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SI transcriptome and exfoliome cluster by treatment group in contrast to colonic transcriptome and biological variability is higher in the exfoliome than the tissue transcriptomes. Biological coefficient of variation (BCV) versus the mean log counts per million (CPM) of the SI transcriptome (A), exfoliome (B) and colonic transcriptome (C). (D) Treatment-based multi-dimensional scaling (MDS) plots of the SI transcriptome and that of the exfoliome (E) and colon (F).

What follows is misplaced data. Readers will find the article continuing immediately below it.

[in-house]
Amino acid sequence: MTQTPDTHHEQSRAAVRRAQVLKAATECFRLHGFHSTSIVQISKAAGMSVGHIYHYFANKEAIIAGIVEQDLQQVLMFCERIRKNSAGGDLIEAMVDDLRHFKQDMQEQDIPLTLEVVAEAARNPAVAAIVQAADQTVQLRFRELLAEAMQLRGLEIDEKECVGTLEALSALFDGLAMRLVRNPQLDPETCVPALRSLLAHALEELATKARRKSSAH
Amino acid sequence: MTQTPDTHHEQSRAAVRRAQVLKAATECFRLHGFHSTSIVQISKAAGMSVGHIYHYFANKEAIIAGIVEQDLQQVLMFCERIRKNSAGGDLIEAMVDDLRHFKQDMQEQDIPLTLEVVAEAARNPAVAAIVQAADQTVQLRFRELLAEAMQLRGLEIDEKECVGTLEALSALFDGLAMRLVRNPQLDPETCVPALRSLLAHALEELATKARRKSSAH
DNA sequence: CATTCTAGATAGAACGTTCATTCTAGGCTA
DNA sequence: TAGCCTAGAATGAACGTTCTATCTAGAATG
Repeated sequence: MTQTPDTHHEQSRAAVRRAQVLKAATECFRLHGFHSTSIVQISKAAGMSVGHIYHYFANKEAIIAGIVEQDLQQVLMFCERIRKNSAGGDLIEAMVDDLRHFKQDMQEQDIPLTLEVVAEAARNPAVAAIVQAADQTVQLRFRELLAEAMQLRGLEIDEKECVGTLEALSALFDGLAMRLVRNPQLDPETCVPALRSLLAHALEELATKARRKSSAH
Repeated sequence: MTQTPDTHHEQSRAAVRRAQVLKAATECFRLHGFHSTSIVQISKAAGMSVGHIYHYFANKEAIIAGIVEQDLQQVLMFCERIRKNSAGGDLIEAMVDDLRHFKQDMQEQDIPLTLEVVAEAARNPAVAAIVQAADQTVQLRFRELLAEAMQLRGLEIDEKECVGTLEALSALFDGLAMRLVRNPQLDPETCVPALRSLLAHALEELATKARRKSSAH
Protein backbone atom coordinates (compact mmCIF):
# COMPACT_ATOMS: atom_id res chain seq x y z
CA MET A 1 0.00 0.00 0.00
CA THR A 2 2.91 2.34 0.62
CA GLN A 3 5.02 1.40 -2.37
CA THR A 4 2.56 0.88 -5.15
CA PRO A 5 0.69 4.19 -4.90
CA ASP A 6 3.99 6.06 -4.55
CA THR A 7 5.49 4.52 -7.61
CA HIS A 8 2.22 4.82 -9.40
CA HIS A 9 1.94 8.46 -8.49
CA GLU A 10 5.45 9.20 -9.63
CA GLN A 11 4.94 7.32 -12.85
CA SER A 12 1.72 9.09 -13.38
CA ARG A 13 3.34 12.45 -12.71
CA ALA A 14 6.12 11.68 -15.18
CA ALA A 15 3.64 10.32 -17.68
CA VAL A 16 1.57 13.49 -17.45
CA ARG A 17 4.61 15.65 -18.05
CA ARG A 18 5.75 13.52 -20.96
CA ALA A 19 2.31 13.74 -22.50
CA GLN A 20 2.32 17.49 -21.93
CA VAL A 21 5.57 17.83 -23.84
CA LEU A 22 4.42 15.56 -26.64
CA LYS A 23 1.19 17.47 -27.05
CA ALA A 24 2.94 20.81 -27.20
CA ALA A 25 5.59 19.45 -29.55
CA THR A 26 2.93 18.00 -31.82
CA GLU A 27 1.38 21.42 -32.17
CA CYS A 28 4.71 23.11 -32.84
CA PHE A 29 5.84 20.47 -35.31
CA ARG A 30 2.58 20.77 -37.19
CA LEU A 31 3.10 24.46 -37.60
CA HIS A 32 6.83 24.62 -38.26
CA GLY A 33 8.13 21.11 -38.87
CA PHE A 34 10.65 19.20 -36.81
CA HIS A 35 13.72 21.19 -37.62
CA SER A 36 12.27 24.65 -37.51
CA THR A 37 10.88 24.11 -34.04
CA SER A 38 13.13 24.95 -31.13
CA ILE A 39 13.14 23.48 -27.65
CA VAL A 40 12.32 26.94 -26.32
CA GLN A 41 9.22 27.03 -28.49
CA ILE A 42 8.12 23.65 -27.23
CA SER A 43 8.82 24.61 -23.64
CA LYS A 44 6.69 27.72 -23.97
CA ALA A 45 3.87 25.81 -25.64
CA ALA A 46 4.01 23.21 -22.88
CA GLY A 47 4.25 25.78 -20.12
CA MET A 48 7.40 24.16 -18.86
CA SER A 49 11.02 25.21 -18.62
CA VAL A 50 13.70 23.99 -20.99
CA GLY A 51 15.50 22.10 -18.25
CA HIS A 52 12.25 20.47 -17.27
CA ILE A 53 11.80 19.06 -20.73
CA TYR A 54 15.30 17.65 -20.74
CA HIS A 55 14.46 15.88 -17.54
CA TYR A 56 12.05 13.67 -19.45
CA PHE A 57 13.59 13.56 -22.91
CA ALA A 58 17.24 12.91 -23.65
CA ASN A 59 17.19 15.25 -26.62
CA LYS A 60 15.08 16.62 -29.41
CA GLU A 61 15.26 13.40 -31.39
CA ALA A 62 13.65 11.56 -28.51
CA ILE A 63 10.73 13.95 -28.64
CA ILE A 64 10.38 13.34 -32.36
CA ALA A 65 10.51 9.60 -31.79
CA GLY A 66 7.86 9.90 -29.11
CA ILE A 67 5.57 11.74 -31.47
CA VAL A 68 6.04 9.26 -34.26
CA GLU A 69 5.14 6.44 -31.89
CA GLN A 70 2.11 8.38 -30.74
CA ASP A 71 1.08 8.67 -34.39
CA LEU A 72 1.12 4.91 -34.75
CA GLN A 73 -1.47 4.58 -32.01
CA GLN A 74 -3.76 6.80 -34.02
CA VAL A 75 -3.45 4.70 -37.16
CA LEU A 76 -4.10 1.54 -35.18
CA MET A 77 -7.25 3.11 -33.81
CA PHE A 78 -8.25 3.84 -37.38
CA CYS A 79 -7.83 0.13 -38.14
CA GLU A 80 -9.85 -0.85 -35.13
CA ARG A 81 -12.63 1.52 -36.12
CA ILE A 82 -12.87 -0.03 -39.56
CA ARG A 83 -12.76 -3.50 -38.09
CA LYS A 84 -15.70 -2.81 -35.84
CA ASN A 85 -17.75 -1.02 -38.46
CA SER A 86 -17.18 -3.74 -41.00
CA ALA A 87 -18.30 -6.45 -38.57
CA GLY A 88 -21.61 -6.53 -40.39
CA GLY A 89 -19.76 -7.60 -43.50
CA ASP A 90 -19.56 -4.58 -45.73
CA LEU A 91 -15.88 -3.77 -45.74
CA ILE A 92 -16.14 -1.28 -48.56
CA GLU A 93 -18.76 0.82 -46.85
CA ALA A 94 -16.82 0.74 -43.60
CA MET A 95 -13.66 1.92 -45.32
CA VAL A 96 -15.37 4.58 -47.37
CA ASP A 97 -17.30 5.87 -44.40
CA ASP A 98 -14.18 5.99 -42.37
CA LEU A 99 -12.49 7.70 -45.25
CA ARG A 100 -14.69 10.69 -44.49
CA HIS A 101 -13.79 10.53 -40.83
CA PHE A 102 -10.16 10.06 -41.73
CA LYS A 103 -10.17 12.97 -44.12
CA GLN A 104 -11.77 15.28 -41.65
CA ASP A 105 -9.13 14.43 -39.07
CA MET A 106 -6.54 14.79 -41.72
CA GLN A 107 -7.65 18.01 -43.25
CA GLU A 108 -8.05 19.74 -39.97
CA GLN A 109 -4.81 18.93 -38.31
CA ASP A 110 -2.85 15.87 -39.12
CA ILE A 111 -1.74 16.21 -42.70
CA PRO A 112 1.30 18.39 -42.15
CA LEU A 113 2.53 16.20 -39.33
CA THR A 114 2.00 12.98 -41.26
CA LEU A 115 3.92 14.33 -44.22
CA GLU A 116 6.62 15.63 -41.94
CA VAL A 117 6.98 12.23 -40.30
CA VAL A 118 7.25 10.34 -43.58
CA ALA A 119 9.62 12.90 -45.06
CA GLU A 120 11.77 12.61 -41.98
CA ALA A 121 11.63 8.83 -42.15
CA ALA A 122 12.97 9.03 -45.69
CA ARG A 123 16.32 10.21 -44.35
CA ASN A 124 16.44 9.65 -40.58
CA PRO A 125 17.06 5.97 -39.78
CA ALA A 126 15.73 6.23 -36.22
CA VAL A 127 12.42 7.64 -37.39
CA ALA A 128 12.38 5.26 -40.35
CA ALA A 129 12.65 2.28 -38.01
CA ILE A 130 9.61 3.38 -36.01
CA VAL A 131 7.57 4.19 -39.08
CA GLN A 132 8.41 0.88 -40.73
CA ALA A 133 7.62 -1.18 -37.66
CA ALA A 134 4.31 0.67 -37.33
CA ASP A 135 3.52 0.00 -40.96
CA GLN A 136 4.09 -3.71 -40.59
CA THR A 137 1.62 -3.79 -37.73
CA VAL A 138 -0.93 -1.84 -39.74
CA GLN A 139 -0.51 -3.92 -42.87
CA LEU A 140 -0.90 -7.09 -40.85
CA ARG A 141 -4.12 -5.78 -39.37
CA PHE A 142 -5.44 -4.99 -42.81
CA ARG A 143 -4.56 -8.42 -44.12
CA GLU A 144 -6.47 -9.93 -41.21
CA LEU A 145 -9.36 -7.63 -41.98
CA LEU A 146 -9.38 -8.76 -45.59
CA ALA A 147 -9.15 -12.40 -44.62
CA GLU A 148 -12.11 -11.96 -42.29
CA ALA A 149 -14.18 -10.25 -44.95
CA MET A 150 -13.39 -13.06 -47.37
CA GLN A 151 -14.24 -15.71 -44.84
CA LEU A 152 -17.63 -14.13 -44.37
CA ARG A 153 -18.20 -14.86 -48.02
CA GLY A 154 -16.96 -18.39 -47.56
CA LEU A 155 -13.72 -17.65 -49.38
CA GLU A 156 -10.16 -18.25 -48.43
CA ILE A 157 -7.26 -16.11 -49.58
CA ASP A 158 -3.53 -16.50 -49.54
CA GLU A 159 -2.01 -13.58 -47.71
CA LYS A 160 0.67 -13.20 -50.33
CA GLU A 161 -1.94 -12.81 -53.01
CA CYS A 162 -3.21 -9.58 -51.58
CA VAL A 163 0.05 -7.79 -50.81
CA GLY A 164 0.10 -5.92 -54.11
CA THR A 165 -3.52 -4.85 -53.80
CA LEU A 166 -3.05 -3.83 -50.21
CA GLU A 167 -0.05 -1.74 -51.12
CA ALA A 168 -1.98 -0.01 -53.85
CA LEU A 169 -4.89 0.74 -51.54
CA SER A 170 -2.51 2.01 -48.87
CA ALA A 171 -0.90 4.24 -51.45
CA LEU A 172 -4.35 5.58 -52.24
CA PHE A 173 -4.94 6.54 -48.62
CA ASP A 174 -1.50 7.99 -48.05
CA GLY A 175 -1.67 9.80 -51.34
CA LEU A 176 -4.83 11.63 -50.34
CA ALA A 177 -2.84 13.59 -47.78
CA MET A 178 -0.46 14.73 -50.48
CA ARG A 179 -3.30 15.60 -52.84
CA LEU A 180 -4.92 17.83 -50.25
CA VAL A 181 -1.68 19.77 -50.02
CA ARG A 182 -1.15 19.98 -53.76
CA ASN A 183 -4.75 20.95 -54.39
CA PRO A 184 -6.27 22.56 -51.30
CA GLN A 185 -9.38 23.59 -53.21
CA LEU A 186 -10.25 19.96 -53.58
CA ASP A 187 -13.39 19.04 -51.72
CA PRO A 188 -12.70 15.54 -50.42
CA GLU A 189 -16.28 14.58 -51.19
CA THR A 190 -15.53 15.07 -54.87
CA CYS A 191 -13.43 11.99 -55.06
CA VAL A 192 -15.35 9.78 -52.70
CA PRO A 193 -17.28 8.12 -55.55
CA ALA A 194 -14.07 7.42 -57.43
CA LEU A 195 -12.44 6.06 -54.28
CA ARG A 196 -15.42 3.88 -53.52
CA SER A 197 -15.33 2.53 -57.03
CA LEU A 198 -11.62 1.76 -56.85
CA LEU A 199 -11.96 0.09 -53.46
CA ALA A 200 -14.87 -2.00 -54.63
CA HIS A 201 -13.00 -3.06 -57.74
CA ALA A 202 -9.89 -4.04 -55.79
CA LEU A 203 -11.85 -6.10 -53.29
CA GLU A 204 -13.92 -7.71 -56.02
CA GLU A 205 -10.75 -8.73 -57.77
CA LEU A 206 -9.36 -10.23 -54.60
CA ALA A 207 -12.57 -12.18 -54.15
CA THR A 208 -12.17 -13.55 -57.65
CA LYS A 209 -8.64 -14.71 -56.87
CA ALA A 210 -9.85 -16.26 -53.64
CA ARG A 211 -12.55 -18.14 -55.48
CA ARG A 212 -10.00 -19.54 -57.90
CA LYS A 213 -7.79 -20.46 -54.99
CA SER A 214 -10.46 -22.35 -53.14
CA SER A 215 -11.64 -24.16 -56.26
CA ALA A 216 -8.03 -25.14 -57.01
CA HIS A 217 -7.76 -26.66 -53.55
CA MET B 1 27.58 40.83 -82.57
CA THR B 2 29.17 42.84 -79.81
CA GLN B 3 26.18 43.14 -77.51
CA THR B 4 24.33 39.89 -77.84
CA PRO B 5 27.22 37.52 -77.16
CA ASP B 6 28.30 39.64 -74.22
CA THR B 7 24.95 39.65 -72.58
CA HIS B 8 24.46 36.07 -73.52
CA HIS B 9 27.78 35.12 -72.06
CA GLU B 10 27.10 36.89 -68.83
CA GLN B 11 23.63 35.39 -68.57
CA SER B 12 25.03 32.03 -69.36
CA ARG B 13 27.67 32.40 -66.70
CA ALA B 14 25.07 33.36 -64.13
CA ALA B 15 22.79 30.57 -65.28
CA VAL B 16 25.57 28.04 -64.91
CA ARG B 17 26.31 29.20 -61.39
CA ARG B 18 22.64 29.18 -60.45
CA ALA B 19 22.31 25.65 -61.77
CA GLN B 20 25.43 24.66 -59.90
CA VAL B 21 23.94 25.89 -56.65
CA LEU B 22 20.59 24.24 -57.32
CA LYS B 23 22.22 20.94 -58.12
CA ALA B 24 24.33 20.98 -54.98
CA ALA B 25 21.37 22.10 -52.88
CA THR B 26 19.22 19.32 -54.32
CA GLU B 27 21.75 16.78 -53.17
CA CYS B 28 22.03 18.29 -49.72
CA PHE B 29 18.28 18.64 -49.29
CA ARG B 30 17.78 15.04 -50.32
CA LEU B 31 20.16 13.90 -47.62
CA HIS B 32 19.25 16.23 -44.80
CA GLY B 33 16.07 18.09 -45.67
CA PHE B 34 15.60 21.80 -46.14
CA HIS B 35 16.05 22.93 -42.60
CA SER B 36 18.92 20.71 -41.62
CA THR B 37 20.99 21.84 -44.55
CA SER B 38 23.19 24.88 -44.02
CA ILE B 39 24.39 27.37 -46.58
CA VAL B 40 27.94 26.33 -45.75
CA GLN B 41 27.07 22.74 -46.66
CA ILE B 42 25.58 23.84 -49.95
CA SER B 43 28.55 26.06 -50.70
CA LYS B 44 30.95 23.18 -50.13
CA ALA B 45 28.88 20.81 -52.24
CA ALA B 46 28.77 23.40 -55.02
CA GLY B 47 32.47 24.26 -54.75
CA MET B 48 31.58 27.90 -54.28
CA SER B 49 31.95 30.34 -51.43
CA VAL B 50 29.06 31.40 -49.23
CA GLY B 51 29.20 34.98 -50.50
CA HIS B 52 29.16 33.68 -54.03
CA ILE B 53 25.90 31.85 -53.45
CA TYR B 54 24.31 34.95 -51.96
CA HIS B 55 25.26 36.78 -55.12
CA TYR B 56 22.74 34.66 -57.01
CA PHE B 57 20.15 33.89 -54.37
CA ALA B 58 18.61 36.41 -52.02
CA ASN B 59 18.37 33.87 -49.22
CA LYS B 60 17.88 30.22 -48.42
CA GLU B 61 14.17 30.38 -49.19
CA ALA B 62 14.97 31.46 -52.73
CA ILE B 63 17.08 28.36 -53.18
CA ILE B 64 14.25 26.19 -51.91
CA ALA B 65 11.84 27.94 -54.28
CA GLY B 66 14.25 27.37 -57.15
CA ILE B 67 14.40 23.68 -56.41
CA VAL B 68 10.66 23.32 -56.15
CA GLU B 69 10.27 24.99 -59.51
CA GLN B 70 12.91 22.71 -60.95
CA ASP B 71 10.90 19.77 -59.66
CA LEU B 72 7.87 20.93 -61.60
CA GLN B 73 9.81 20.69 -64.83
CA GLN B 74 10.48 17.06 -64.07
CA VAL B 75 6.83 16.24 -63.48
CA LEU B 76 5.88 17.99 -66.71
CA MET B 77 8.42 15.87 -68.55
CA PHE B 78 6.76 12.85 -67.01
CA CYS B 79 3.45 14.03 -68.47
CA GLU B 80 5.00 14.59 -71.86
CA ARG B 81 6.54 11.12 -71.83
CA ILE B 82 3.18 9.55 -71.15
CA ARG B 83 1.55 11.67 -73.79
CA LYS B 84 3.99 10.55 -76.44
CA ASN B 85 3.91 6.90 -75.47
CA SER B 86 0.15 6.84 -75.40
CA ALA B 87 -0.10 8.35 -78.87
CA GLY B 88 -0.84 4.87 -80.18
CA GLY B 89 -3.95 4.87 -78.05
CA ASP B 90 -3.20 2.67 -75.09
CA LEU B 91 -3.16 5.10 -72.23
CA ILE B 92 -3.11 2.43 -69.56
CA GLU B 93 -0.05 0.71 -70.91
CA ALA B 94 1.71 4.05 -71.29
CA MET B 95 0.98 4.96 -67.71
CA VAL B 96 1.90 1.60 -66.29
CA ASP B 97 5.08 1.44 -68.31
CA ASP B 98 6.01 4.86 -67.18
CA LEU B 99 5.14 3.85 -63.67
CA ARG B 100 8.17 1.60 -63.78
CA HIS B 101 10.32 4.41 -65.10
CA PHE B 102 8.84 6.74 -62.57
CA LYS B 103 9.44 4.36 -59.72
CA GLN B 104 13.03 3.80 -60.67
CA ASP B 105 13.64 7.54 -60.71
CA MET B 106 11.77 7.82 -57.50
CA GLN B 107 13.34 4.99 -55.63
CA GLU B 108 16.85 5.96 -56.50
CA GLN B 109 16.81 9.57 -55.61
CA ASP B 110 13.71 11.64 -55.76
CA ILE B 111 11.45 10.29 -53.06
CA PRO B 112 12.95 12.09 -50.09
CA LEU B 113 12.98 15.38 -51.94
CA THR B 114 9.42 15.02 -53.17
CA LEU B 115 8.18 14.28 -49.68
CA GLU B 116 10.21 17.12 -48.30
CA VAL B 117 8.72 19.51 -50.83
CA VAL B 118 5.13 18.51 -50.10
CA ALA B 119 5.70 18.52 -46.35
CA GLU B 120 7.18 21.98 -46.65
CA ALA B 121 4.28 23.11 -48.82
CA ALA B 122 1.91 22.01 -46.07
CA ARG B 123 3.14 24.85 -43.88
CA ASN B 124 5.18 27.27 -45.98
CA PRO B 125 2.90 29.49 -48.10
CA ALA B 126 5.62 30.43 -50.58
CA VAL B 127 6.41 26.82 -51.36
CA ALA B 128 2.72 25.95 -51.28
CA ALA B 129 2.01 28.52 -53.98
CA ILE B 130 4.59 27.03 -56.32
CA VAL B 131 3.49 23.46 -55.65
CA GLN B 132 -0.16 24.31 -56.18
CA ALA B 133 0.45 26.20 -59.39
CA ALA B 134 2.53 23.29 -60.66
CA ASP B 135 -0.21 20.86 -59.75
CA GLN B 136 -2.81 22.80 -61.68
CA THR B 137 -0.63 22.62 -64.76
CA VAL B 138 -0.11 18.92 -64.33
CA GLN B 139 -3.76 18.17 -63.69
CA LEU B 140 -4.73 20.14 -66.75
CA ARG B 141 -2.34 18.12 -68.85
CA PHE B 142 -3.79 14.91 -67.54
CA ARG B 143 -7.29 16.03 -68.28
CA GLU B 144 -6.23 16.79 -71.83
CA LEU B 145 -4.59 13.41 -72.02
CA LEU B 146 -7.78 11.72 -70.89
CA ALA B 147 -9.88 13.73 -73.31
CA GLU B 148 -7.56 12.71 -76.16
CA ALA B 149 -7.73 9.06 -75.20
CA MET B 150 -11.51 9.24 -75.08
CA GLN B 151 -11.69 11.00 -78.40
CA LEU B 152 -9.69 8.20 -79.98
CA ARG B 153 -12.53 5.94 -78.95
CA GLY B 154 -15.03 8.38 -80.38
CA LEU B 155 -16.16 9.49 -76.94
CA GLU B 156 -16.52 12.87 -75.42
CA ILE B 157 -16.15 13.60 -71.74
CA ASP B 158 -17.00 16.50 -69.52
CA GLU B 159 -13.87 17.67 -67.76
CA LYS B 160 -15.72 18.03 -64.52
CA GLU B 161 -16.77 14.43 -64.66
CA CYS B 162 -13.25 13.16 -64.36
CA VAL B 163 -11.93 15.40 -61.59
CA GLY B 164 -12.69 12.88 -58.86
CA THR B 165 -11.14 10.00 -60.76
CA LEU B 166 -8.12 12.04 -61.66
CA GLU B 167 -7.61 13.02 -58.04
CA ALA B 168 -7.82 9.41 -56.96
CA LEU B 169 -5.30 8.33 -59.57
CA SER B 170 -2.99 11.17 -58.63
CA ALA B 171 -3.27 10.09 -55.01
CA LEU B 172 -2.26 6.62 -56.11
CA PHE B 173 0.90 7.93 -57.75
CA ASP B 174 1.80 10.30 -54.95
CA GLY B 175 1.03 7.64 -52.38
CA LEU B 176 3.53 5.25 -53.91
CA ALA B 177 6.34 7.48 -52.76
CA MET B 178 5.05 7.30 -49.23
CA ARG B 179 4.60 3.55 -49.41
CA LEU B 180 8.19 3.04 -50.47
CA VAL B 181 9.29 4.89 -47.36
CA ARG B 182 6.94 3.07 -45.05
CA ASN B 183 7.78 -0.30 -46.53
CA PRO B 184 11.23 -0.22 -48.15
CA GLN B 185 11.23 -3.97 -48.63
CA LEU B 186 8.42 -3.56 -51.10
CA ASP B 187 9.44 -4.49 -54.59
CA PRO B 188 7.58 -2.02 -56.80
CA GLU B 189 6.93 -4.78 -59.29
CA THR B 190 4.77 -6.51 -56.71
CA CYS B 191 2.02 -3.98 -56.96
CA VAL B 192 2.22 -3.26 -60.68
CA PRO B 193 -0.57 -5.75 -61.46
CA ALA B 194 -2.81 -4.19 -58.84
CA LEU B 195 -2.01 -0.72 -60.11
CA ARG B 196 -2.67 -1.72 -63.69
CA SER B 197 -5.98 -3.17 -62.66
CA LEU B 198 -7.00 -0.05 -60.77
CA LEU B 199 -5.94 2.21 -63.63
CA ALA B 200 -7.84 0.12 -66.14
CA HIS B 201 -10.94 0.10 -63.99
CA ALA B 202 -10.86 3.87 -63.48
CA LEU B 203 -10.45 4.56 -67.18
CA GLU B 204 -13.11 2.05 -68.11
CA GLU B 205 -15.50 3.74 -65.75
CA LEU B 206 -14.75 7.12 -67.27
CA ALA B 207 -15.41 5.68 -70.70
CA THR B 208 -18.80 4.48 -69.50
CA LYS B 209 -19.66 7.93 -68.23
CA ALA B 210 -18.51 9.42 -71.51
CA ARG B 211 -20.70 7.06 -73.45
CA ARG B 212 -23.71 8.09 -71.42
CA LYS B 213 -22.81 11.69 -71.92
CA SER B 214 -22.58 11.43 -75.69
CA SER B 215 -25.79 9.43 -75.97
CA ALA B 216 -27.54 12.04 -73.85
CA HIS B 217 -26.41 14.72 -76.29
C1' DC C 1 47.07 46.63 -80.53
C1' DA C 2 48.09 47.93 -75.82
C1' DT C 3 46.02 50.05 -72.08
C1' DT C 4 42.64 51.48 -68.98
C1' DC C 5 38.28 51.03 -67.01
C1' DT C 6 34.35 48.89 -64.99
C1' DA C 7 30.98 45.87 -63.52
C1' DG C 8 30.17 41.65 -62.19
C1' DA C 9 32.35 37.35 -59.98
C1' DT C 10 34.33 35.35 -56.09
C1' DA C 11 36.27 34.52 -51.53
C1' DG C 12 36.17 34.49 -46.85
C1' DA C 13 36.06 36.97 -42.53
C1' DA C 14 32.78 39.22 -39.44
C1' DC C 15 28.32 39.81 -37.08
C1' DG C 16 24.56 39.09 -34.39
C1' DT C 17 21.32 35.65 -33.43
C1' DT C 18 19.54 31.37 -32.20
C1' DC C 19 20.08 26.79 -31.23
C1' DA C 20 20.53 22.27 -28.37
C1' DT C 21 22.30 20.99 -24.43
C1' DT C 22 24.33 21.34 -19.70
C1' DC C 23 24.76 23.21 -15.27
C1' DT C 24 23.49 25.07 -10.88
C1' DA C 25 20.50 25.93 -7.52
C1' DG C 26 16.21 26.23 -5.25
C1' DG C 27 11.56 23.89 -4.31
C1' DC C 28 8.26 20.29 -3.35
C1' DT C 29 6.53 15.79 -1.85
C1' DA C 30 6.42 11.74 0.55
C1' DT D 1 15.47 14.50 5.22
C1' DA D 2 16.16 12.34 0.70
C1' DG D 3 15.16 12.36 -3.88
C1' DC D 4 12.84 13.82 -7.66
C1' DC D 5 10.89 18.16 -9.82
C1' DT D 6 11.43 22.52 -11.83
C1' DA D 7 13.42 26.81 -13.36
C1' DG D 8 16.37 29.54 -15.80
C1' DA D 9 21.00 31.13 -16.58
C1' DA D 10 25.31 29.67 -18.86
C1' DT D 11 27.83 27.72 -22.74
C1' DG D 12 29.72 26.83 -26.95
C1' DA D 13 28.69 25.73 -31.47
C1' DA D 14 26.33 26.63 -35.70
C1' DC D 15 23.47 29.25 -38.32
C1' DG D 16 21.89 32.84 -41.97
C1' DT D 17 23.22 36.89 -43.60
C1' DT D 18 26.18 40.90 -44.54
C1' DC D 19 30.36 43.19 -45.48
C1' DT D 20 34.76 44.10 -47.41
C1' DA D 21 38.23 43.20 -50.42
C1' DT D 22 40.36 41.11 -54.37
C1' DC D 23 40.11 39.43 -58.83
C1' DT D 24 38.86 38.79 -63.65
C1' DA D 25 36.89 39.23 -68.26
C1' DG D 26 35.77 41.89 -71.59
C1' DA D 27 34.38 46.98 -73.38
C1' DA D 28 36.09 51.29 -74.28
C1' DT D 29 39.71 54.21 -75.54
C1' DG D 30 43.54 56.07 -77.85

Prior to analyzing these data in order to derive biological meaning, we first wished to determine the anatomic origin of the cellular derived from the exfoliome. In order to determine the source of this we extracted the counts of genes previously identified and expressed predominantly in specific anatomic locations (i.e. stomach, pancreas, small intestine, and colon). Interestingly, we found that the exfoliome contained virtually no reads from genes representing the stomach or pancreas. In contrast, there was a clear arising from both the colon and small intestine (Fig. 4A). As expected genes representing the colon and small intestine were heavily represented in the transcriptomes arising from those locations with some overlap. Similarly, in addition to anatomic origin we also wished to determine the cell types represented in the exfoliome. Clearly, the intestinal mucosa is comprised not only of IECs but also stem cells, crypt cells, goblet cells, Paneth cells (SI), as well as a host of infiltrating immune cells depending on depth of the sample (i.e., lamina propria) and disease state of the GI tract (e.g., inflammation vs. homeostasis). To try to determine the cell types present in these data, we reviewed the literature for marker genes expressed either solely by a specific cell type or at least highly enriched in a specific cell type26,27,28,29,30,31,32,33,34,35,36,37,38. In particular, we extracted the numbers of reads in each sample across all 3 datasets for the following cell types: intestinal stem cells, IECs, crypt base columnar cells, Paneth cells, tuft cells, goblet cells, macrophages, lymphocytes, neutrophils, and smooth muscle. A list of the genes used as biomarkers for each of these cell types is shown in Table S1. Interestingly, we found that all cell types were present in all datasets as identified by the presence of at least 2 marker genes per cell type (Fig. 4B). Visually there were minimal differences among the 3 datasets with the expected exception of fewer reads in the exfoliated cell data and absence of a few marker genes of intestinal stems cells in the exfoliome with concurrent low expression in the tissue transcriptomes. These data suggest that the mucosal transcriptome and exfoliome represent siggocnhintangphat.coms from similar cell types that comprise not only IECs but reads from the diverse array of cell types expected to be found in the intestinal mucosa.